The Tor network is popular among researchers, which is great. However, this can easily lead to multiple research groups scheduling their experiments for the same or an overlapping timeframe, potentially impacting their results. This document explains how we intend to deal with that sitatution, both to help researchers plan their experiments properly and to give users and relay operators the right expectations regarding ongoing network-wide experiments and their potential effects.
Our strategy is three-fold:
We won't isolate every experiment, even though we can think about short-term exclusivity of experiments if researchers give us a good explanation of why they need it.
To make experiments successful, given 1., we'll focus on our coordination role raising awareness of concurrent experiments.
We encourage researchers to run their experiment a couple of times to help rule out noise and other side-effects influencing their results.
The Tor network is changing daily and is used for a myriad of purposes which holds as well during the time experiments are run on it. To a large extent those changes are not under our or anybody's control. Hence, one needs to take that constraint into account when planning network experiments, as trying to just run one experiment we know about at any time does not help with the underlying dynamic considerably. This goes as well for experiments we plan to run on our own, e.g. during our performance improvements work.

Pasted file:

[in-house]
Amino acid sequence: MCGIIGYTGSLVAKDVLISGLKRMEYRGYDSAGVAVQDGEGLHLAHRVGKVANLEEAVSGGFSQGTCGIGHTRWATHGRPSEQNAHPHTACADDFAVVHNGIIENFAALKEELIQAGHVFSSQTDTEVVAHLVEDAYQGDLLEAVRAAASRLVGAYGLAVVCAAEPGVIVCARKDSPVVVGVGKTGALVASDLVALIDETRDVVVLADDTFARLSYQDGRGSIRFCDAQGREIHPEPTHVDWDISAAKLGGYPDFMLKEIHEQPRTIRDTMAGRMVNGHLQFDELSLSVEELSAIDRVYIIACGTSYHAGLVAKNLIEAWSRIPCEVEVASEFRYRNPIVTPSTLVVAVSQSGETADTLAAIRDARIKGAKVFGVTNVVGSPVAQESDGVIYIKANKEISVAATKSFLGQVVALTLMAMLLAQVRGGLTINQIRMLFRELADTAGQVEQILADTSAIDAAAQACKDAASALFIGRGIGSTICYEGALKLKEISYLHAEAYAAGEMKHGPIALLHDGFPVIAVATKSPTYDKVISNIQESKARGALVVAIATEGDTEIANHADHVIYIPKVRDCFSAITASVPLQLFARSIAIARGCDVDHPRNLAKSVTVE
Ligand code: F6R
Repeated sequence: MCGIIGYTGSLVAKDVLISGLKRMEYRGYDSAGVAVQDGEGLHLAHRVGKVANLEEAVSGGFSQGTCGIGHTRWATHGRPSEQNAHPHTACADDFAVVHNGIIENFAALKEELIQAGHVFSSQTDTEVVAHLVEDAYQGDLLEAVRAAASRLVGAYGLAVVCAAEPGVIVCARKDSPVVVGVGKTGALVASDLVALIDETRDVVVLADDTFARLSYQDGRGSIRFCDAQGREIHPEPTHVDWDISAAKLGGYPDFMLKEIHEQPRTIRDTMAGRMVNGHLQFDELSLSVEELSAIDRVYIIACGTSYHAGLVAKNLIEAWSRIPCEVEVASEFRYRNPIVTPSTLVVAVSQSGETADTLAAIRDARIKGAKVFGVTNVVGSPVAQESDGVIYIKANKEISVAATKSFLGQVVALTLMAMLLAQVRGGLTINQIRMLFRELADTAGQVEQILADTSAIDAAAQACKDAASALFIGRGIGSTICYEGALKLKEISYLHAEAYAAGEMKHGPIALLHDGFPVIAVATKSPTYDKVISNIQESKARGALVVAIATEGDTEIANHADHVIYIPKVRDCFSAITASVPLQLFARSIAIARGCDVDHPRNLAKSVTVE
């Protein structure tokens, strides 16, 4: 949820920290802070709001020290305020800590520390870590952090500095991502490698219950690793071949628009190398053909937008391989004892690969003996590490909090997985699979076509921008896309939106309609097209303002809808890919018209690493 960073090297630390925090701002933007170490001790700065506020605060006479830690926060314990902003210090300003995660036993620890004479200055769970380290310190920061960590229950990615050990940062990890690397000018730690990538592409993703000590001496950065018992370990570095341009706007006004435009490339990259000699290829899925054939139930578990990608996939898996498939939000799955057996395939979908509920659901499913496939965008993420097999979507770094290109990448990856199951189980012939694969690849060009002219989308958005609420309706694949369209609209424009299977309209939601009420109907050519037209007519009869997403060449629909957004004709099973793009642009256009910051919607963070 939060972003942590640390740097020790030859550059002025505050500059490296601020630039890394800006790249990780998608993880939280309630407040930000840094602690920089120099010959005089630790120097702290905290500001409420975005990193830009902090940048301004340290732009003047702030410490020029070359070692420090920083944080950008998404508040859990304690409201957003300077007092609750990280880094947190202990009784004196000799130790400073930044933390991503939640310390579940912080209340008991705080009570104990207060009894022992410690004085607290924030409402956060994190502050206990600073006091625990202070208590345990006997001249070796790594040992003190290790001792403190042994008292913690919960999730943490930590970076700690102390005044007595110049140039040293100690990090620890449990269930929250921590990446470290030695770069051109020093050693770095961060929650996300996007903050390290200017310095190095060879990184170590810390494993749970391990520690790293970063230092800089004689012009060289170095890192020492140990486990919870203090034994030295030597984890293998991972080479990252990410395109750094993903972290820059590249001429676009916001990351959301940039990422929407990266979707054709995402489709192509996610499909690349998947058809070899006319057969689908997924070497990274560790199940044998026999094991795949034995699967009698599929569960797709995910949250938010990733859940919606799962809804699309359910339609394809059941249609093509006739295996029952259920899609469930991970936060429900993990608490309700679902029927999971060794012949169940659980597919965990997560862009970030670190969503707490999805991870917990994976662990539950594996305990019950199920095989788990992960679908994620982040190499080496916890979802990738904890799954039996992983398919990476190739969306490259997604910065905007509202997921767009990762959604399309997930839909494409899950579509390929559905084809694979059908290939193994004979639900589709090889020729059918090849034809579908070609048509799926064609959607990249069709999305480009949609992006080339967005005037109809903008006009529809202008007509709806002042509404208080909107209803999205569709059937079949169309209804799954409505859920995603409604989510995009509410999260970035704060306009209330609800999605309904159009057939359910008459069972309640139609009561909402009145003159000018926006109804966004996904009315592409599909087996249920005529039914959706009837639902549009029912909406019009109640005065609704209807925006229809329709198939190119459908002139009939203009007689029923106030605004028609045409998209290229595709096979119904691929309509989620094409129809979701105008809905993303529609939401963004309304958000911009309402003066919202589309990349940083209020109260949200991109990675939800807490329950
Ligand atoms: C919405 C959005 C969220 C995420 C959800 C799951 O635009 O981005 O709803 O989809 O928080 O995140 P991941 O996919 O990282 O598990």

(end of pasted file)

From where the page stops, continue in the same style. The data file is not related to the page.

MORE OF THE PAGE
To help researchers with their planning (and thus a successful experiment) we provide information about experiments already running (or which are about to run) on the Tor network. One way doing so is via our tor-relays@ mailing list where we encourage researchers to write to, announcing their experiments' start/end and getting feedback from the relay operators community. Additionally, we added a Network Experiments entry on our status page, showing not only whether experiments are ongoing at the moment but as well which exactly are currently running and were running in the past. Each experiment entry contains the dates when an experiment started/ended, so one can go back into the past and learn which dates correspond to each activity. Finally, we coordinate the scheduling of experiments directly with research groups reaching out to us.
While careful planning is a necessary requirement for a successful experiment it often does not help against unknowns that might be encountered in an environment like the Tor network. To guard against noise and other effects potentially spoiling the experiment's results we therefore recommend running the proposed experiment a couple of times. We'll help with the respective scheduling where needed.